In the late 1920s, a young Egyptian scholar wrote a letter to one of Cairo’s most famous intellectuals, Taha Hussein: “just as they said of old ‘we are students of Socrates or Aristotle’ … so we are students of Doctor Taha Hussein”, he gushed. Leaving the obsequiousness to one side, this is a hard statement to refute. There really was no one more important in the mid-twentieth-century Egyptian culture than Taha Hussein – perhaps no one more important in the entire history of twentieth-century Arabic letters.
Hussein was a remarkable man. Having lost his sight at a young age, he devoted himself to knowledge and the study of literature. First, he graduated from Cairo’s venerable Islamic university, al-Azhar, then went on to get two doctorates, one from the Sorbonne. In the 1920s and 30s his career thrived. As a writer, he revolutionized the genre of memoir in Arabic with his autobiographical trilogy The Days (1926–7); as a translator, he produced the first Arabic versions of many classical Greek tragedies, as well as contemporary works by writers like Gide and Sartre; As a scholar, he produced work on some of the greats of classical Arabic literature and led Cairo University’s esteemed Faculty of Arts for many years.
His power and influence didn’t earn him unqualified admiration. Many resented the way he had a hand in everything that happened in Cairo’s cultural scene. One particularly bitter academic, Zaki Mubarak, who thought Hussein was preventing him getting certain jobs, said: “I would grill Taha Hussein and feed him to my children if it were permissible to give my children dog meat”.
Hussein is now remembered an embodiment of intellectual life in Egypt’s “Liberal Age”, a period of exciting but troubled parliamentary democracy between the country’s (qualified) independence in 1922 and the Free Officers’ revolution of 1952, which eventually brought Gamal Abdel Nasser to power. It was a fraught time, but also an exciting one, politically and culturally. It formed the tail-end of a movement known as the nahda (renaissance), an extremely fertile period for Arabic literature, as writers began experimenting with a huge variety of new influences. By the time Hussein was in his ascendancy, traditional assumptions and values were being called into question; Socialism, feminism and secularism were all subjects of intense debate.
But in spite of his towering presence in the history of Egypt, Taha Hussein is little known in the anglophone world. Until now, he has been the subject of only one full length biography in English by Pierre Cachia, published in 1956. And in the decades since his death in 1973, Hussein’s legacy has proved hard to estimate properly. His works deal with the central questions of twentieth-century Egyptian culture: could Egyptians engage with European literature while European imperialism had the Arab world in its sights? How should the texts of the classical Arabic tradition be studied in modern Egypt and what role should religion play in the country? What duty do intellectuals have to their societies? People have found it hard to summarize his life and influence in a way that does not court banality: “he was a religious Muslim but also a secularist”, or “he admired European literature but not European colonialism”.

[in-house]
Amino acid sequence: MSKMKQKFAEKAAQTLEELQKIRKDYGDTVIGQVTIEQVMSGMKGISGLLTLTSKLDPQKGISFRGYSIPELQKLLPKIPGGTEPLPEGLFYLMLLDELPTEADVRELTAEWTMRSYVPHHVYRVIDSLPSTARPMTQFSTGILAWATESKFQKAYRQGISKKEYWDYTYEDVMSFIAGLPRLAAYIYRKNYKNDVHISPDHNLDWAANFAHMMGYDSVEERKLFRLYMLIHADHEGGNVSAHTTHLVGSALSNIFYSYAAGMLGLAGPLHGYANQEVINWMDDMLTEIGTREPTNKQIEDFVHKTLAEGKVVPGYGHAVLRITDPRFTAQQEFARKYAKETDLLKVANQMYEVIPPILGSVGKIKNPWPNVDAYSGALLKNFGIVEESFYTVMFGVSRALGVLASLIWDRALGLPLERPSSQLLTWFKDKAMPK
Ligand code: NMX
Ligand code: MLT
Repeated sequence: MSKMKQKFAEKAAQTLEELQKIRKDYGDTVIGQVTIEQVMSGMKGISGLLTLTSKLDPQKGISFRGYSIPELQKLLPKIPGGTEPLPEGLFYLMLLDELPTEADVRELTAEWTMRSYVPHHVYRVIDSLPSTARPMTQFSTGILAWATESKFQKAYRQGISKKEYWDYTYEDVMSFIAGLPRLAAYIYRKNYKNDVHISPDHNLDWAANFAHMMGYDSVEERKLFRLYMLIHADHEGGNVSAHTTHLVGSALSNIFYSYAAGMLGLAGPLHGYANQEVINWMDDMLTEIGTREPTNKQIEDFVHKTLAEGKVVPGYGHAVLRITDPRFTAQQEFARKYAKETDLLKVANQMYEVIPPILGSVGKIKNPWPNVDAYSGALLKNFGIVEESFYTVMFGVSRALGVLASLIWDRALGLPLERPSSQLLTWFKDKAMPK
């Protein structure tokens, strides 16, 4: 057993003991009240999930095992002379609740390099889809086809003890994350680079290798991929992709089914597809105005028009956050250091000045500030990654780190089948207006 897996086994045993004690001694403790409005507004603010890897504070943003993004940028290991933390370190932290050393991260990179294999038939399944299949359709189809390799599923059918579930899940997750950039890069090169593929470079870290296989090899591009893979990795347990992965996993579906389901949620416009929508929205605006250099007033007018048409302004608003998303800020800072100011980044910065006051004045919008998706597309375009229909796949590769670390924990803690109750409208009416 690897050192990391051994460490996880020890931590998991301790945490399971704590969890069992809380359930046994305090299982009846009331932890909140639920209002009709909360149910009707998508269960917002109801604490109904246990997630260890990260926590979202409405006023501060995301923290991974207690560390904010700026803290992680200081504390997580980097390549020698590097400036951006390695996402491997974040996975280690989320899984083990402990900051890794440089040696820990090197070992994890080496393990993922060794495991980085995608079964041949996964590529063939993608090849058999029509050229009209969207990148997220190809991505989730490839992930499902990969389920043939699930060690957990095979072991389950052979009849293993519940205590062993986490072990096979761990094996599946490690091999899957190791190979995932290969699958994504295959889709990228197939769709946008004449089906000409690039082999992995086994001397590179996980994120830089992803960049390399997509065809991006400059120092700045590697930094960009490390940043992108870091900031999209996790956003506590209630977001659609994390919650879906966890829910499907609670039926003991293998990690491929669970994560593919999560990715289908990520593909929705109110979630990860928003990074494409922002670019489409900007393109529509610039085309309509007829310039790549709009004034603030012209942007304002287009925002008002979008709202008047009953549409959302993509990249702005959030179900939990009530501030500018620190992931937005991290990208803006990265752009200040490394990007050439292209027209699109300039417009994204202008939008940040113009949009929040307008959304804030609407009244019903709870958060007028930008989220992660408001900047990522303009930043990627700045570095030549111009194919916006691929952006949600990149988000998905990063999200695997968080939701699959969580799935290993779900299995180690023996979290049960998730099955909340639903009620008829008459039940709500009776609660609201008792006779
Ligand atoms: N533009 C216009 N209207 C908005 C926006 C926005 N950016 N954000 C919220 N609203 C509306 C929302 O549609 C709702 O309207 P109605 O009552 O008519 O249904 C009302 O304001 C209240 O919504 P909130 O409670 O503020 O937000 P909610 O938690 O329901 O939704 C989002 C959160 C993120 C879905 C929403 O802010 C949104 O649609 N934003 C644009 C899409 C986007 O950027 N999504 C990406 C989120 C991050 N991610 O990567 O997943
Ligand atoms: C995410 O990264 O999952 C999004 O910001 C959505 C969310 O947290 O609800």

Now, in a new biography of Hussein, The Last Nadhawi (ie the last member of the nahda movement), Hussam R. Ahmed looks at his life from a fresh angle. Instead of trying to construct a consistent picture of Hussein’s “thought” from his published writings, he focuses on Egypt’s twentieth-century cultural institutions – Cairo University, the Arabic Language Institute, the Ministry of Culture – and shows how Hussein used them to put his ideas into practice.
Ahmed gives the reader a “social biography”, looking as much at the world that its subject navigated as the details of his life. This is not an introductory work. Ahmed’s approach assumes a degree of knowledge about Hussein and the nahda that many lay readers will not have. But it often proves rewarding and enlightening. Where many scholars have become bogged down weighing the minutiae of Hussein’s writings against each other, Ahmed uses his life to paint a bigger picture.
This is not a book about one man; it is about the building of liberal institutions in Egypt in the 1920s, 30s and 40 – a national university, a parliamentary democracy and free, universal education – through the contributions of Taha Hussein. These institutions came to look functionally. They were accused of corruption, of prioritizing the elite over the ordinary people, of not working hard enough for complete Egyptian independence. After the Free Officers’ revolution in 1952, Egypt’s liberal experiment was branded a failure by many; Hussein, one of its heroes, fell out of favor. He was replaced by a new generation of “engaged”, socialist writers who considered his liberal views about the “universal culture” outdated (universal too often seemed to mean European), and saw his attachment to high culture as snobbish.
Ahmed’s book is not an uncritical attempt to completely rehabilitate Hussein and Egypt’s liberal age; Many of its dysfunctions were chronic, perhaps incurable. But it does represent an effort to look at this period again and say that many of the problems encountered by Hussein still exist. Some of his solutions may even be worth listening to. In the 1970s, Hussein was asked what role his older generation could play in the new Egypt. The answer he gave is the last utterance we hear from him in Ahmed’s book: “What we had fought for is what you still need to fight for, and what the generation after you will need to fight for still.” In the twenty-first century, Taha Hussein may no longer be Egypt’s Socrates or Aristotle but, as this book shows, he remains relevant.
Raphael Cormack is the author of Midnight in Cairo: The female stars of Egypt’s Roaring ’20s2021
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